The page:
M+E Connections

M&E Journal: The Philosophy of Discoverability

Years ago, it was common to hear studio executives talk about their visions for an automated digital supply chain that would result in an individualised experience.

They would reference a not so far-off future where the need for a content super-supply-chain (nobody ever called it that, I’m just illustrating a point) would be needed.

In this vision, they foresaw the need to deliver to a growing consumer market around the world. The individual experience of the consumer was of the utmost importance.

The ability to intuit (with predictive analytics and data science) what each and every one of the billions of people on Earth would want to watch would be the distinguishing factor between the studios’ survival or its impending death.

It sounds dramatic, but if there’s one thing that has stayed the same in this industry, it’s that everybody loves a good dramatic story with a major plot twist.

During the early days of quarantine, while our customers were home learning a second language or taking up a musical instrument, they were also watching more content than ever.

Intriguingly, mobile consumption skyrocketed.

Even though people were in their homes with their huge beautiful flat screen televisions, they were choosing to watch content on their phones.

Quarantine also saw an explosion in the number of streaming services available so individuals could watch any content, anytime, anyplace, and apparently on tiny screens they held in their hands.

The demand for new content increased even though the studios were not producing new content because production was also halted.

What is a studio to do when they need to stream enormous amounts of content and they can’t make new content?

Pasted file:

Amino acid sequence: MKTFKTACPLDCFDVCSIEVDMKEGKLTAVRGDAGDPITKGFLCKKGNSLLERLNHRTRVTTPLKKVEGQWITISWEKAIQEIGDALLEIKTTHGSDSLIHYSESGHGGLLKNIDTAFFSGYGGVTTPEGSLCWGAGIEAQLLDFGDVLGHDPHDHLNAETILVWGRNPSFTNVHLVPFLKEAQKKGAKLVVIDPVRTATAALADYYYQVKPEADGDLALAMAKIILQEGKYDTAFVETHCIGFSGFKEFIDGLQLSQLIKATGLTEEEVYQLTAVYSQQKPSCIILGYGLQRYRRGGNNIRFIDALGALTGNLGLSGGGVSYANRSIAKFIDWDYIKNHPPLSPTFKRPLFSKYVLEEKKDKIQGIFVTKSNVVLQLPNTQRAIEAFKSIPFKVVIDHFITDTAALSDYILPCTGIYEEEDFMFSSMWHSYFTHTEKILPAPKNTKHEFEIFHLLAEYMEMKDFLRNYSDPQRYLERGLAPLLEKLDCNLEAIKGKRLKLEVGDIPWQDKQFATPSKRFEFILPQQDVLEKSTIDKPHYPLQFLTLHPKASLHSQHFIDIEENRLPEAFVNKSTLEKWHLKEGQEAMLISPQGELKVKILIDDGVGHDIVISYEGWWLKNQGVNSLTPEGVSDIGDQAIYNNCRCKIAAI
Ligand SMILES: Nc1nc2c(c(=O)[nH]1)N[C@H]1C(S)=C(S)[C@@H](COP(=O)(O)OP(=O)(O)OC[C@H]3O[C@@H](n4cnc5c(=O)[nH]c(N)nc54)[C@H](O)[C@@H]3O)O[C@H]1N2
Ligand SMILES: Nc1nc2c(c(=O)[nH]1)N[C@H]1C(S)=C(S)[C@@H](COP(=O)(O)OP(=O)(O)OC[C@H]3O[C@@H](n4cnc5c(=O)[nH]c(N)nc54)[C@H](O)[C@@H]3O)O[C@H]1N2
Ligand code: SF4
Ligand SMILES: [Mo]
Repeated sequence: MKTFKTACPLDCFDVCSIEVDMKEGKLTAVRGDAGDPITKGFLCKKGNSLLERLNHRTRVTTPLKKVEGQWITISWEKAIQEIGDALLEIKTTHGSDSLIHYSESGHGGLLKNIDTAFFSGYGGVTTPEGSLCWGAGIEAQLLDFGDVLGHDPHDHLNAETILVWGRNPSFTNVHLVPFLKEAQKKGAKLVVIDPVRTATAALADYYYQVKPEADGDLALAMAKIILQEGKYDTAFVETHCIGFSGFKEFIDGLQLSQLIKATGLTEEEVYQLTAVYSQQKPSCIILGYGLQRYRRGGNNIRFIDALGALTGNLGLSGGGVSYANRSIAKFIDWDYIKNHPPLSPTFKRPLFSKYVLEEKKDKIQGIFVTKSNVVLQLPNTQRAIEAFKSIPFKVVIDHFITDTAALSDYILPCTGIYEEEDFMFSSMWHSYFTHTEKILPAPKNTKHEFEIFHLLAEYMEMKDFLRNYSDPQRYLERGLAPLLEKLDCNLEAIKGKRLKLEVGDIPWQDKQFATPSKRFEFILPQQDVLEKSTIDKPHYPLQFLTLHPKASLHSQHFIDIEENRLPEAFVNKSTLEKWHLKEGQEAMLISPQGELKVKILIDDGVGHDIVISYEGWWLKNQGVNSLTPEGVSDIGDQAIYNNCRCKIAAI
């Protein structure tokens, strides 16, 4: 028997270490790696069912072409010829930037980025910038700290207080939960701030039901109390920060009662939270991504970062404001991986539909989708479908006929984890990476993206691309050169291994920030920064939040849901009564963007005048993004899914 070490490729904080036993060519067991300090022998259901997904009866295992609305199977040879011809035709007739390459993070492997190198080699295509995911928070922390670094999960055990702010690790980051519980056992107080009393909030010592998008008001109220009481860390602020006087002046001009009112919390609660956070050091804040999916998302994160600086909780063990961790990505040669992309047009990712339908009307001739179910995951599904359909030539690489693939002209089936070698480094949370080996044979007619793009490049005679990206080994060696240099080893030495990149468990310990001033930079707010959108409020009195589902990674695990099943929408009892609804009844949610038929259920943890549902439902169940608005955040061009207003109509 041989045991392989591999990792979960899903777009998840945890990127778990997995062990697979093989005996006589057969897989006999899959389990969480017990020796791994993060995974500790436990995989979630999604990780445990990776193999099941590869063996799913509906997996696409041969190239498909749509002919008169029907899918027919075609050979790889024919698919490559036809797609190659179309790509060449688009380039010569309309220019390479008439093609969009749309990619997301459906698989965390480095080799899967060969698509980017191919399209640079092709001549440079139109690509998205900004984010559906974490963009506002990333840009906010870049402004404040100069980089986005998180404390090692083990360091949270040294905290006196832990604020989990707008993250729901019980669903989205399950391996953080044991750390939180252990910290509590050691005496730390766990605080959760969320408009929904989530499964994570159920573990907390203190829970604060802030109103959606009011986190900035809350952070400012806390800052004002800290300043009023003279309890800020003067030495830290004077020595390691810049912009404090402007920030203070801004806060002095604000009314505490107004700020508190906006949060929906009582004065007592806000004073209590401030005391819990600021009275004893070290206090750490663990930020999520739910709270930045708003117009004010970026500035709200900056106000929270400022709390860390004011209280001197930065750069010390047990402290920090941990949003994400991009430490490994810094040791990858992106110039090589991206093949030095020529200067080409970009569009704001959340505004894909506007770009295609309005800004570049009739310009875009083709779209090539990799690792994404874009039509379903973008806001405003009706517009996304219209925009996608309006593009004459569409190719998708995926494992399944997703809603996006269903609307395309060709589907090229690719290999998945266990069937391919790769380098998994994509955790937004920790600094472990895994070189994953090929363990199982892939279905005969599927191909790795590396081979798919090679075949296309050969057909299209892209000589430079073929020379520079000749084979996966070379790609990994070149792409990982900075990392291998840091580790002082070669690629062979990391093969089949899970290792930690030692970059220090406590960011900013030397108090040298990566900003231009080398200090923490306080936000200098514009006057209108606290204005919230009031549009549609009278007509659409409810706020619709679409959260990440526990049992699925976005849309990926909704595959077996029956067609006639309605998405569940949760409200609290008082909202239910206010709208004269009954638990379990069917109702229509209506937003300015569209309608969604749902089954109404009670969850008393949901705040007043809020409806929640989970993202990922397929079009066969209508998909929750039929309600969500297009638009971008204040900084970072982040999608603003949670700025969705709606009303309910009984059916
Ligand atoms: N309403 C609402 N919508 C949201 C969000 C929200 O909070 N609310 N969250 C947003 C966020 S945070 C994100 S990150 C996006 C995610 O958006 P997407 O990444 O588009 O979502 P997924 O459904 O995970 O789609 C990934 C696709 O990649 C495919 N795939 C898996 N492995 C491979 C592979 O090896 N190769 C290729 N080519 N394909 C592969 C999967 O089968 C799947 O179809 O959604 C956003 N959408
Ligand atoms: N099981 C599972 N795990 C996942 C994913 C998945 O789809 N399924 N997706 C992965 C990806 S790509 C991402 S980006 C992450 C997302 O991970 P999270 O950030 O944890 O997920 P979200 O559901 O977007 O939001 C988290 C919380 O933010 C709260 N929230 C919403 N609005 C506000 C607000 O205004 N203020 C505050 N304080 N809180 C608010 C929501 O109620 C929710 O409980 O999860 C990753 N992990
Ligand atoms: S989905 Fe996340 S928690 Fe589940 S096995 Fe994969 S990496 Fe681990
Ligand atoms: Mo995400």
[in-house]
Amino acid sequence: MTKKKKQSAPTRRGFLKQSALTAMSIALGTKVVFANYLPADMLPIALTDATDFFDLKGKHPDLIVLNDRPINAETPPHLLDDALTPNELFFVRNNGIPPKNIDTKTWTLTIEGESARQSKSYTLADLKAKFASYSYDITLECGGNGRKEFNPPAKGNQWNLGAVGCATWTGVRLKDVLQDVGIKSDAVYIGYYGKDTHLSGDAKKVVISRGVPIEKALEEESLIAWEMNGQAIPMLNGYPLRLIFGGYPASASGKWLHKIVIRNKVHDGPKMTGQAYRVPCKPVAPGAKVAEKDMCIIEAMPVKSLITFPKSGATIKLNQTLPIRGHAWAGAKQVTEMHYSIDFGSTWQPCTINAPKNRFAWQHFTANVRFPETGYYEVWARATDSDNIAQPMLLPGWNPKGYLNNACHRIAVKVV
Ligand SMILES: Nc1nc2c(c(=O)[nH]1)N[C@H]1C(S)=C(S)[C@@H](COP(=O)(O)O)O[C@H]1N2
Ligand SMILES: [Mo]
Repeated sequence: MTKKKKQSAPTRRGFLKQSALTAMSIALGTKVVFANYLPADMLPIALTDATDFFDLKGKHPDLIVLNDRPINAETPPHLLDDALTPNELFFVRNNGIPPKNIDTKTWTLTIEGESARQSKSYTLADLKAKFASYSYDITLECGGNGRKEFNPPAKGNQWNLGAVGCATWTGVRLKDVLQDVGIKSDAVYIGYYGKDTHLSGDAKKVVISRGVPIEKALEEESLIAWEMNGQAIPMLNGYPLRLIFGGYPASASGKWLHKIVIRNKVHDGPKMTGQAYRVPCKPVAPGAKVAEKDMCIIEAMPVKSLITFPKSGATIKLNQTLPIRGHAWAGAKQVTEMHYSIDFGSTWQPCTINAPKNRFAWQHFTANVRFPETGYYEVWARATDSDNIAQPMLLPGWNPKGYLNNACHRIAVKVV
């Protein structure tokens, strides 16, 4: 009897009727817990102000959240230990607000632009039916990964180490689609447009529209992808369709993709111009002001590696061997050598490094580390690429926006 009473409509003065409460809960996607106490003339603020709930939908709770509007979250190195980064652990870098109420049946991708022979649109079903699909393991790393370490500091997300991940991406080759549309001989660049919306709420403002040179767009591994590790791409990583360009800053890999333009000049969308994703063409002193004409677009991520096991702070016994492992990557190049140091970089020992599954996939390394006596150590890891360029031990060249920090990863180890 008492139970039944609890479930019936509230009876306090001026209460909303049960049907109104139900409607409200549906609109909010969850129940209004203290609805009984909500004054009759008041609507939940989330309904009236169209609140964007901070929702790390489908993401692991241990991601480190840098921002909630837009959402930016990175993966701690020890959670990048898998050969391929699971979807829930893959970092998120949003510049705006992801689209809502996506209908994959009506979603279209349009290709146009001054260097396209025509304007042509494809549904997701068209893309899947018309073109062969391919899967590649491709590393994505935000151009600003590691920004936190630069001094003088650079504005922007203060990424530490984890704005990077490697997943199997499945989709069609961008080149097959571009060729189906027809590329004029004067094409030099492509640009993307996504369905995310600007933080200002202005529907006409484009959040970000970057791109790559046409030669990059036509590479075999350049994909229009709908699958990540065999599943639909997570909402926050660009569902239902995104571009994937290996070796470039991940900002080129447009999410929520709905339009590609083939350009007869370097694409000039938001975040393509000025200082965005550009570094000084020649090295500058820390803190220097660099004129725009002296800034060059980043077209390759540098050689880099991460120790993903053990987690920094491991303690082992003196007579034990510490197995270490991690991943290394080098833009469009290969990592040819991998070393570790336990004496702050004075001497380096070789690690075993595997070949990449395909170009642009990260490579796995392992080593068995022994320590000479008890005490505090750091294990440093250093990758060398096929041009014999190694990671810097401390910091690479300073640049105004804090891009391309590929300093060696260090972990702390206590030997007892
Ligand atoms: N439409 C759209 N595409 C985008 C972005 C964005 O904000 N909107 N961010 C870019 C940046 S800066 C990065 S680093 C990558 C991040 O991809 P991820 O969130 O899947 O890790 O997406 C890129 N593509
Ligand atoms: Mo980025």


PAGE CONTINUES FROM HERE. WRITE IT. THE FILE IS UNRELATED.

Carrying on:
They dug through their catalogues to see what they had that could be re-distributed. Knowing where the content is kept and knowing if they have the rights to distribute in any given territory is only part of the battle.

There are any number of accompanying assets that go along with the play-out files. The process for delivering old content can be as complex as delivering new content. It relies on the quality of the metadata that people in the past associated with the files.

Archiving and metadata-tagging media files is practically an art form, and it is often done in bulk and a lot of times it is done by vendors.

Imagine determining which content you have the rights to distribute, then sifting through millions of files to find the specific episodes and versions of a television show that was made before the turn of the century and then going through all the motions to authorise it for distribution either to your platform or to the platform of a distribution partner.

Asset level metadata (including the EIDR ID) needs to be clean for the supply chain to function properly.

All of this is to say, it can be terribly difficult to find content that you control while it is still within your own systems. The issue is compounded when we pull distribution partners into the mix.

As a consumer, it is incredibly challenging to find content considering the vast array of streaming services because most consumers do not follow the industry closely enough to know which studio or streamer has the content they want to see.

These days, a lot of conversations about the future are centred around content discoverability.

How can we help viewers to navigate the streaming landscape, anyplace, anytime, on any device? How can we ensure that the content they want is available? How can we improve the overall experience that streaming customers are having? How can we cleanse and prevent bad data or untagged or mis-tagged assets from polluting the environment?

If an asset (or any of its accompanying assets) is misidentified or is missing key metadata, it is invisible to search mechanisms.

It is a reminder of a question we were asked to answer in philosophy courses in our university days. It is an ages-old question, “If content is tagged incorrectly, does it exist?”

* By Hollie Choi, Managing Director, EIDR *


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